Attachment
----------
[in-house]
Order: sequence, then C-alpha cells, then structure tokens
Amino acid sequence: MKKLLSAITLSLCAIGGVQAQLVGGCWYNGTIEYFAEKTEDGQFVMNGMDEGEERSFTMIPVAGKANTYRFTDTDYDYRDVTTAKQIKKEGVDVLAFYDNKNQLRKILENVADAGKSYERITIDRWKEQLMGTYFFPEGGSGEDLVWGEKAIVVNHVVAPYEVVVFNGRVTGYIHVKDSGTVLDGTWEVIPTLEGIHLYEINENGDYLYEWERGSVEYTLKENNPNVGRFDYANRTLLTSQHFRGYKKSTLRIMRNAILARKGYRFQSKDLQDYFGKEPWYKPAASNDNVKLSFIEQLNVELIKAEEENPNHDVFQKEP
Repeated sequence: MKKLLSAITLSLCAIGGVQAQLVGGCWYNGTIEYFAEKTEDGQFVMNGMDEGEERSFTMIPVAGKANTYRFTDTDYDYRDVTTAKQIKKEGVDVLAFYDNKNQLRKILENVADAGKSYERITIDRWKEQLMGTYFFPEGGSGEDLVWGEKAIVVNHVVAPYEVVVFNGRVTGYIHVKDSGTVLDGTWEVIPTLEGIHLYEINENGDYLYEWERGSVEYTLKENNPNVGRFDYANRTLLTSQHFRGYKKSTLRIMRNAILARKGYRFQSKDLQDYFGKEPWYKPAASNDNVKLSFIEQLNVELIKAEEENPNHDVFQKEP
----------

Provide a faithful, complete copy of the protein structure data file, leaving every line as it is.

[in-house]
Order: sequence, then C-alpha cells, then structure tokens
Amino acid sequence: MKKLLSAITLSLCAIGGVQAQLVGGCWYNGTIEYFAEKTEDGQFVMNGMDEGEERSFTMIPVAGKANTYRFTDTDYDYRDVTTAKQIKKEGVDVLAFYDNKNQLRKILENVADAGKSYERITIDRWKEQLMGTYFFPEGGSGEDLVWGEKAIVVNHVVAPYEVVVFNGRVTGYIHVKDSGTVLDGTWEVIPTLEGIHLYEINENGDYLYEWERGSVEYTLKENNPNVGRFDYANRTLLTSQHFRGYKKSTLRIMRNAILARKGYRFQSKDLQDYFGKEPWYKPAASNDNVKLSFIEQLNVELIKAEEENPNHDVFQKEP
Repeated sequence: MKKLLSAITLSLCAIGGVQAQLVGGCWYNGTIEYFAEKTEDGQFVMNGMDEGEERSFTMIPVAGKANTYRFTDTDYDYRDVTTAKQIKKEGVDVLAFYDNKNQLRKILENVADAGKSYERITIDRWKEQLMGTYFFPEGGSGEDLVWGEKAIVVNHVVAPYEVVVFNGRVTGYIHVKDSGTVLDGTWEVIPTLEGIHLYEINENGDYLYEWERGSVEYTLKENNPNVGRFDYANRTLLTSQHFRGYKKSTLRIMRNAILARKGYRFQSKDLQDYFGKEPWYKPAASNDNVKLSFIEQLNVELIKAEEENPNHDVFQKEP